EDITORIAL


NF-kB in premature aging

Fernando G. Osorio, Carlos López-Otín and José M. P. Freije

During decades, aging has been regarded as the consequence of a stochastic process caused by the accumulative effect of damaged molecules. However, recent experimental evidences have extended this view and suggested that aging also requires active signaling programs for the maintenance of the aged state [1]. Beyond cell-autonomous alterations, age signals get systemic through changes in intercellular communication pathways [2]. The identification of the precise nature of these mechanisms and signals could provide valuable information, uncovering potential targets for rejuvenation-aimed approaches [3].

Aging research has greatly benefited from the study of progeroid syndromes, accelerated aging conditions caused by an excessive accumulation of cellular damage or by an inefficient response of the repair mechanisms. Progeroid laminopathies are accelerated aging syndromes caused by defects of the nuclear lamina. Among them, Hutchinson-Gilford Progeria Syndrome (HGPS) is one the most intensely studied. This syndrome is caused by a point mutation in the LMNA gene, leading to the accumulation of a truncated form of lamin A called progerin which induces important alterations in the cell nucleus. Interestingly, progerin accumulation has also been reported during normal aging, adding a new layer of interest to the study of this syndrome.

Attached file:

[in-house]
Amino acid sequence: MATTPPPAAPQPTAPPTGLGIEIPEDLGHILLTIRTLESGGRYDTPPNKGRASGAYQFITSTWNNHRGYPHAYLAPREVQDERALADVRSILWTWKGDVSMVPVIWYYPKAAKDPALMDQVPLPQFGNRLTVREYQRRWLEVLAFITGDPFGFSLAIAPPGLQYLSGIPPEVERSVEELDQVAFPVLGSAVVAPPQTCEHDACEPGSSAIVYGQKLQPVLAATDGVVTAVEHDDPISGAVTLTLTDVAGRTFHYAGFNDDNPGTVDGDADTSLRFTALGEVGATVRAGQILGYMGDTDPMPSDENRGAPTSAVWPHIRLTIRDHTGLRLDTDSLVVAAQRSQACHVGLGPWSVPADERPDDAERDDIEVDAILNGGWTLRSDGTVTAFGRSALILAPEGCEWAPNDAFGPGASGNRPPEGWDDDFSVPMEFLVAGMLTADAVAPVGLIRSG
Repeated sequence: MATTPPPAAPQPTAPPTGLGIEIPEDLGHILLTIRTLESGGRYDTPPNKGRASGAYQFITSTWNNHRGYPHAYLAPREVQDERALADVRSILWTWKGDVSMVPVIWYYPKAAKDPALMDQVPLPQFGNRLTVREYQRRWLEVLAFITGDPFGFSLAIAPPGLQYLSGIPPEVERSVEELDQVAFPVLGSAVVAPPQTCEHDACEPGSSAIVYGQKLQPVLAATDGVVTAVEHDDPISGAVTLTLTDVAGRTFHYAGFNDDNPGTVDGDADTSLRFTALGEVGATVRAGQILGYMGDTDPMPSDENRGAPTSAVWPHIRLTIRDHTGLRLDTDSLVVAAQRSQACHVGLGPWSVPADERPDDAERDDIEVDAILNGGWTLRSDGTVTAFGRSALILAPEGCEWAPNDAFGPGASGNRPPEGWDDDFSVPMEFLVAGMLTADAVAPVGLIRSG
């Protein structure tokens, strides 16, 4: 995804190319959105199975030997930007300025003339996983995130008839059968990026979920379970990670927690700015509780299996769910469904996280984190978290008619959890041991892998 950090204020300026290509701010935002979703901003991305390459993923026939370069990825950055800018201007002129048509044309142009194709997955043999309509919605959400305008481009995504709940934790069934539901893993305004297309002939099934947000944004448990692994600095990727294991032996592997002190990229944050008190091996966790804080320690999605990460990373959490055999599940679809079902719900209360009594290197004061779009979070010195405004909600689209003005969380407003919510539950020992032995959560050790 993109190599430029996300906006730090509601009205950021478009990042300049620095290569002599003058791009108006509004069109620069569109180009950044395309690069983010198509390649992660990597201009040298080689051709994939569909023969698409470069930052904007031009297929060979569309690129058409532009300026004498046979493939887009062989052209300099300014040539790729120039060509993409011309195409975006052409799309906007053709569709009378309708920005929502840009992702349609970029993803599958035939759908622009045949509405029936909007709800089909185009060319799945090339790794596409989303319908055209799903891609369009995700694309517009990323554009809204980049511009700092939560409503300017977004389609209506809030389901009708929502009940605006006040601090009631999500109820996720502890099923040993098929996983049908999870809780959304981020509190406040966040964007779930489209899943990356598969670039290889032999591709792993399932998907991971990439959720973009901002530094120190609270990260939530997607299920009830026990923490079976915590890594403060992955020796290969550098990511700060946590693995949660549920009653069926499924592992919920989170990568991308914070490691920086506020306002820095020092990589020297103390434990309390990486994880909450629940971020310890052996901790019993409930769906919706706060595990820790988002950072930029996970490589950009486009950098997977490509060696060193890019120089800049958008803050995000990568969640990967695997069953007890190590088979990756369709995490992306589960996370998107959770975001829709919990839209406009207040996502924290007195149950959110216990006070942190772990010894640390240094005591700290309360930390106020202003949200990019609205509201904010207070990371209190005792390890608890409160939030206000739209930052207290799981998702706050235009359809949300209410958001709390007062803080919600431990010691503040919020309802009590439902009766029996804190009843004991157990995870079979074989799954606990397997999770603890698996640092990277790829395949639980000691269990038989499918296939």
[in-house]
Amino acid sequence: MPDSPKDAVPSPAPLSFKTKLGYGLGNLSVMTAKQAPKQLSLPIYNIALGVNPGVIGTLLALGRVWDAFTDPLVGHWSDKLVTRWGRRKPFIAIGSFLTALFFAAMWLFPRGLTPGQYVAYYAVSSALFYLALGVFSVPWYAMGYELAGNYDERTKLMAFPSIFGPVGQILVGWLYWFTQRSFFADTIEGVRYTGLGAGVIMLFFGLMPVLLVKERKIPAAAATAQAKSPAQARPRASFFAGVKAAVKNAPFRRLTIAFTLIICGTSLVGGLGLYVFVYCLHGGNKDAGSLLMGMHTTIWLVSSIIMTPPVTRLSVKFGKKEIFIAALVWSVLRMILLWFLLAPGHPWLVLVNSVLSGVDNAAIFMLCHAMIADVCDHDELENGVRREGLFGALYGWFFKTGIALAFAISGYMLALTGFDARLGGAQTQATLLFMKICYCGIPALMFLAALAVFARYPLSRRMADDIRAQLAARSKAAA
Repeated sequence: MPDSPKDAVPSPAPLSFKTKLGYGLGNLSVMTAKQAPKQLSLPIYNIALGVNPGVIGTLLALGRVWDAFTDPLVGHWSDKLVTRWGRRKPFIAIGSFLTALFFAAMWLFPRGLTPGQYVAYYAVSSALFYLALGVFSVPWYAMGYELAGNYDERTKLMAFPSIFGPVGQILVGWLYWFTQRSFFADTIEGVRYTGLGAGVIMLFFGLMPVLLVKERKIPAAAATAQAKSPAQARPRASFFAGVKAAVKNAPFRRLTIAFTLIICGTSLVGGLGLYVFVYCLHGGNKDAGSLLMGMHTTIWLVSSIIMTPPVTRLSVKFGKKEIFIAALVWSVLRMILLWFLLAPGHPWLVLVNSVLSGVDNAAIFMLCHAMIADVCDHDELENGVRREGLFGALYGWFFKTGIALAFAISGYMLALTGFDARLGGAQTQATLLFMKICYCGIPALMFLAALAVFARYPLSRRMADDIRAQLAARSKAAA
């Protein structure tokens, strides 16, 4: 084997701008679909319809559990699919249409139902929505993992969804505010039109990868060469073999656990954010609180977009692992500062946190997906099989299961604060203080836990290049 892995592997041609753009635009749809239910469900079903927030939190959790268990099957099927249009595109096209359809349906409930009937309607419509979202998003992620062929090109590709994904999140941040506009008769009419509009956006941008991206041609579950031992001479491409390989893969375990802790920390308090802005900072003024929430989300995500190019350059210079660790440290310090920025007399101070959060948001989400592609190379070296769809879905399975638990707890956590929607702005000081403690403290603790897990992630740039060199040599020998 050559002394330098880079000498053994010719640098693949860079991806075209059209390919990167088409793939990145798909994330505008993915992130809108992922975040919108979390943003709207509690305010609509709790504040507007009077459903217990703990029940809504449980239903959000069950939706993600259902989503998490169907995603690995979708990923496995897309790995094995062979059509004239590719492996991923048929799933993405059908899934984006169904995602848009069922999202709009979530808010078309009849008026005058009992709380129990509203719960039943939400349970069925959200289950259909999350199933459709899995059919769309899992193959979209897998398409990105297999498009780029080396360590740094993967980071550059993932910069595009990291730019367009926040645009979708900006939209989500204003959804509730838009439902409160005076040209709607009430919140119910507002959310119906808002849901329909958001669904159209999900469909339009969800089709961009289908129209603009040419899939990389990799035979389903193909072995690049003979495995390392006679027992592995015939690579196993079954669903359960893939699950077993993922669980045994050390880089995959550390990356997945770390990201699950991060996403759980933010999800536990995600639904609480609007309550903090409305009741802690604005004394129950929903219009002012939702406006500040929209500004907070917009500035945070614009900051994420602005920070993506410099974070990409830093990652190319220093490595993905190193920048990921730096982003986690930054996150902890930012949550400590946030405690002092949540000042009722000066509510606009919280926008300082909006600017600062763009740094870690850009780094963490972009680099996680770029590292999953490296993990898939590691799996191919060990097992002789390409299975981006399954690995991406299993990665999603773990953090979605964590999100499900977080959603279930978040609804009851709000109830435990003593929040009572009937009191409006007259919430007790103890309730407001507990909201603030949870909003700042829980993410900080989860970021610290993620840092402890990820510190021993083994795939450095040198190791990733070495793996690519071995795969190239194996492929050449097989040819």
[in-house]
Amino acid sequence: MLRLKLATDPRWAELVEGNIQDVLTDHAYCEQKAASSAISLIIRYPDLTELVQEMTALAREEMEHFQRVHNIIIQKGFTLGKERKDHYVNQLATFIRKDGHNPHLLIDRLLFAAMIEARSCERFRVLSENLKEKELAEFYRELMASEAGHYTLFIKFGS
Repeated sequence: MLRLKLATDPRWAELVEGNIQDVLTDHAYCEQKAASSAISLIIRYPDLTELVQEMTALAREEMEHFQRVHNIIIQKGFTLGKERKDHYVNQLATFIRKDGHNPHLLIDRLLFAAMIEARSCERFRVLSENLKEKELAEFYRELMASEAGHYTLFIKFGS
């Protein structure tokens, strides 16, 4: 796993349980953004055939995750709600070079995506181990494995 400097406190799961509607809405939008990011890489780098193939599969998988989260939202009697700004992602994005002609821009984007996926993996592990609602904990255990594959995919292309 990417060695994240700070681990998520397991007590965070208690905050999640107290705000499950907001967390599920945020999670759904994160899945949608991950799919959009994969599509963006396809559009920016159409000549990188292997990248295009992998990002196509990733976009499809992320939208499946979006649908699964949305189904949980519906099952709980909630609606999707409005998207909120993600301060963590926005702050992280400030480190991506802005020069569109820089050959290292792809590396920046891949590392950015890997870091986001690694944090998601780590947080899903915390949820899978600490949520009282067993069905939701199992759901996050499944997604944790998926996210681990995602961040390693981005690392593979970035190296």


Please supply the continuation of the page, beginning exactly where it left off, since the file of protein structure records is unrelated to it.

NF-κB transcription factors respond to a large variety of external and internal stress signals, having essential roles in development and tissue homeostasis maintenance. Through the study of two related mouse models of progeroid laminopathies (Zmpste24-deficient and LmnaG609G knock-in mice), we have recently found that aberrant activation of NF-κB is involved in the pathogenesis of accelerated aging syndromes, providing new insights into the mechanisms that allow the integration of cellular and systemic alterations in the aging process [4].

The in vivo monitoring of NF-κB activity by using a reporter-based assay revealed that this pathway was constitutively hyperactivated in progeroid mice. Further experiments allowed us to unveil the molecular pathway involved in this aberrant activation. Thus, in response to nuclear envelope alterations some important DNA damage sensors such as p53 or ATM were activated. In this context, we provide evidence that active ATM kinase cooperates with nuclear NEMO, an NF-κB regulatory subunit, resulting in the activation of NF-κB. We also found that, in response to NF-κB activation, several pro-inflammatory cytokines were significantly up-regulated. Among them, secretion of IL-6, CXCL-1 and TNF-α could have a causal role in the premature aging syndrome by establishing a chronic inflammatory situation through feed-forward regulatory signaling, affecting distant cells and tissues.